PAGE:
OpenVPN has been installed by default in the Kali Linux distribution. Type the command “openvpn vpnbook-euro1-udp53.ovpn” to start the process.

spoof your ip address in kali linux

The installation starts. Enter the username and password we noted above when prompted.

After a short time, the process is completed. Check your IP address again. If everything goes well, your IP address will be changed.

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Configure UrlScan on IIS7.5 and IIS8

UrlScan is a security tool used to restrict types of HTTP requests that IIS will process. It is a simple tool which is very helpful in blocking harmful requests to the server. It seemingly supports only IIS 5.1, IIS 6.0, and IIS 7.0 on Windows Vista and Windows Server 2008. It has been deprecated since IIS 7.5 and IIS 8. It is said that Microsoft has included the features of UrlScan in request filtering option for IIS 7.5 and IIS 8. But it definitely is not a match for the simplicity of UrlScan. Today I am going to show you how to configure UrlScan in IIS 7.5 and IIS8. (IIS 7.5 is available in Windows server 2008 R2 and IIS 8 is available in Windows Server 2012 and Windows 8 ).

I am going to configure this in Windows server 2012 i.e IIS 8 but do not worry the configuration steps are similar in IIS 7.5. First and foremost install Web Platform Installer in your machine. This will help us to install all the components we require in simple steps. From web platform installer, select component IIS 6 metabase compatibility. This is compulsory to install URLscan.

Then, select IIS ISAPI Filters. (ISAPI filters may already be installed in IIS 7.5 ).

Click on Install. You are shown a review of components you selected to install. Click on I accept.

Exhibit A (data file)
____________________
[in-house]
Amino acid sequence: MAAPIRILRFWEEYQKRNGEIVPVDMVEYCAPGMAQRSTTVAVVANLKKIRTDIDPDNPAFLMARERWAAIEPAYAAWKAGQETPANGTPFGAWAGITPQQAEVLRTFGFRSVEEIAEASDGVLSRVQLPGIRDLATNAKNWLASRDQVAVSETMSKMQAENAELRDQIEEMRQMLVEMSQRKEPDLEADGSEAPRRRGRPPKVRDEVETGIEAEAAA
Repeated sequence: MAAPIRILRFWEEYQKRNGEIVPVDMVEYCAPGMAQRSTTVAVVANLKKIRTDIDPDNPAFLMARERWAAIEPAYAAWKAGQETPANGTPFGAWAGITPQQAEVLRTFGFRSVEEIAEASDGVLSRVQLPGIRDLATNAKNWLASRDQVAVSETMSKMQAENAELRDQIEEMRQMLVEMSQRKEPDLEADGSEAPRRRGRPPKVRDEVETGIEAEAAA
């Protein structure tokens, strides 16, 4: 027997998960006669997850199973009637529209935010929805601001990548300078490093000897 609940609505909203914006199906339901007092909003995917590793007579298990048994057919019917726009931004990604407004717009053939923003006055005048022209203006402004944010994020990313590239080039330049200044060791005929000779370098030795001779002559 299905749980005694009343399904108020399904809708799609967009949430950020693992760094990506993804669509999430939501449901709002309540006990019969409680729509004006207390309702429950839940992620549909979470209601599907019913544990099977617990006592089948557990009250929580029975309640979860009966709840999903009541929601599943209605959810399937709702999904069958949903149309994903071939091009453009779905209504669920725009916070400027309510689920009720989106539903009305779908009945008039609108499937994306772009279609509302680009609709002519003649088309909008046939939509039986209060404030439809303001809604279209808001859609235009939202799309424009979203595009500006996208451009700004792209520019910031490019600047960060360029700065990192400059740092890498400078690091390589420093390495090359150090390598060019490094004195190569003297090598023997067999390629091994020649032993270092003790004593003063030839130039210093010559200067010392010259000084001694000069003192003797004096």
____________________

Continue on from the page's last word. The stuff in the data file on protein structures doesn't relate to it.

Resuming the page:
The components are installed and will show you a Finish screen. Click on Finish.

We are all set to install UrlScan. Download Urlscan and click on the msi package. On the window, select the option “I select the terms of license agreement” and click on “Install”.

The installation is very quick. Once it finishes,click on “Finish”.

Now open IIS Manager. Click on ISAPI filters.

If everything went well, we should see a filter already set like below.

Click on it. We can see that there is already a filter named URLscan 3.1 linking to the executable urlscan.dll.

urlscan

Before configuring UrlScan, let’s try a little banner grabbing to check whether UrlaScan is working or not. For this, we will use tool Idserve to fingerprint the server on which we have configured UrlScan. (www.shunya.com is fictional website i set on my server ).

We can see that the version is Microsoft-IIS/8.0. Now let’s go to the configuration file of urlscan (urlscan.ini) to make some changes to it. It is located by default at “C:WindowsSystem32inetservurlscan”and change the value of “RemoveServerHeader” to “1” from “0”. Save the file.

Now let’s again try to banner grab using Idserve. Restart the web server.

urlscan

We can see that the server version has not been disclosed hence our UrlScan is working successfully. Hope it was helpful.